So I asked the sales clerk if I could fire it up and give it a test run. He set me up with some headphones and I turned it on. Almost immediately I got a “Memory Damaged” message. I thought “Ah Ha!” That’s why he’s selling it cheap. He thinks it’s almost toast due to the memory message. I know this sales clerk and if it had said “Battery Low” he would have had a higher price. This was a new message and foreign to him. The JP-8000 then went into internal preset mode and I was able to play it even though there was memory damage. It sounded perfect! All of the original patches were there with some user ones garbled but understood that was because of the battery.

I then Hmm’d and Haw’d finally saying “Ok, I’ll take it” knowing full well I just “MAY” have stumbled upon a gem. When I got home I spent some time carefully opening up the JP-8000 until I finally got to the battery. I replaced it with a new one and “presto” the memory damage message disappeared and everything was working as it should perfectly. Amazing! Now I have a second working Roland JP-8000, but I’m not sure what to do with it yet. I just knew that the price was incredible and if anything I could resell it and make some extra cash. I may however, opt to have my two daughters use it to learn more about synthesizers. They both play piano and recently my eldest daughter loves listening to the song “Pop Goes the World” by Men Without Hats. I figure the Roland JP-8000 would go well with that song and provide my daughters with some synthesizer fun.

What I really like about the Roland JP-8000 besides the sound is the functionality. I find the ribbon controller, RPS, Sequencer, Split/Layer Keyboard, and of course all the knobs, sliders, and buttons to provide a treasure trove of live performance fun. The effects are decent, especially the chorus. I know it’s digital and a VA synth, but I’ve always maintained that if I had a choice between the Roland SH-01 Gaia, SH-201, or JP-8000/8080 it would be the Roland JP-8000. I’m a performance player who prefers to do everything with my hands. To me the Roland JP-8000 allows me to do slightly more with actual playing than the other two. With the Roland JP-8000, I don’t need a computer hardly at all. It’s fun and of course all the synths I mentioned above are great but the Roland JP-8000 is just special to me.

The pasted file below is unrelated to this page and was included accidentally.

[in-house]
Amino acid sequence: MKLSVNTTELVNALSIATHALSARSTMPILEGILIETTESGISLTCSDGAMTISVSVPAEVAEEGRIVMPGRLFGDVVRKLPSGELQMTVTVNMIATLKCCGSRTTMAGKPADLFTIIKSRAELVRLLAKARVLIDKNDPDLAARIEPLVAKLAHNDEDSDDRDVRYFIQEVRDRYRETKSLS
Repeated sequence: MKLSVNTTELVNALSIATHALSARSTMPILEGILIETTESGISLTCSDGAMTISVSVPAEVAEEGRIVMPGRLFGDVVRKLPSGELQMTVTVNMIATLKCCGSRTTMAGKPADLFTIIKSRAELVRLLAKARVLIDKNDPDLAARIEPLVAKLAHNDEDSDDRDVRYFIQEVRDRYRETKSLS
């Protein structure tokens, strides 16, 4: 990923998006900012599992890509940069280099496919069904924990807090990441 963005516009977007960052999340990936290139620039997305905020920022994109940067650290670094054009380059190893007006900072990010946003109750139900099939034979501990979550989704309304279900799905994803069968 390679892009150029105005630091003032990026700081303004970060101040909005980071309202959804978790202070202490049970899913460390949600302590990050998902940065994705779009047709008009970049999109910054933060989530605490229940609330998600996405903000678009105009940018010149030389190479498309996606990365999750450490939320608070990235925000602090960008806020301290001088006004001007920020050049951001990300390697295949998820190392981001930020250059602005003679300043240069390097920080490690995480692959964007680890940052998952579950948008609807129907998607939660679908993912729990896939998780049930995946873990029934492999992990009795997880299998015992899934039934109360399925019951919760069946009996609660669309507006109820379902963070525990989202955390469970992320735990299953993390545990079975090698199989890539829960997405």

Roland MKS-50 Synthesizer 80’s Nostalgia

Roland MKS-50 Synthesizer
Roland MKS-50 Synthesizer

Today I finally found a used Roland MKS-50 Analog Synthesizer that I’ve been wanting for a quite some time. I’ve heard these are quite easy to find, but unfortunately I haven’t had much success acquiring this synth until now. The Roland MKS-50 is a nice synthesizer module from the mid-80s and is the rack version of the popular Alpha-Juno 1 and 2 synthesizers. The SynthFreq on Youtube uses the Alpha Juno 1 in most of her synthpop compositions.

As a kid who grew up in the 80’s a lot of stuff was made with the Roland MKS-50. One group in particular was Depeche Mode who if correct used the MKS-50 on their very early recordings which I like better than their later material. I’m kind of a synthpop fan and adding the Roland MKS-50 to my other 80’s synths will be fun. I currently have a Roland Juno-6, Juno-106, Korg Poly-61, Roland D-50, the Yamaha DX-7, and a few other synths, drum machines, and effects from the 80’s. Of course there are plenty of other big names synths of the 80’s that I’ll continue to dream of having one day like the Roland Jupiter 8, but for now, I’d say the synths I have will keep me plenty busy creating and emulating some of my favorite synthpop bands of the 80’s.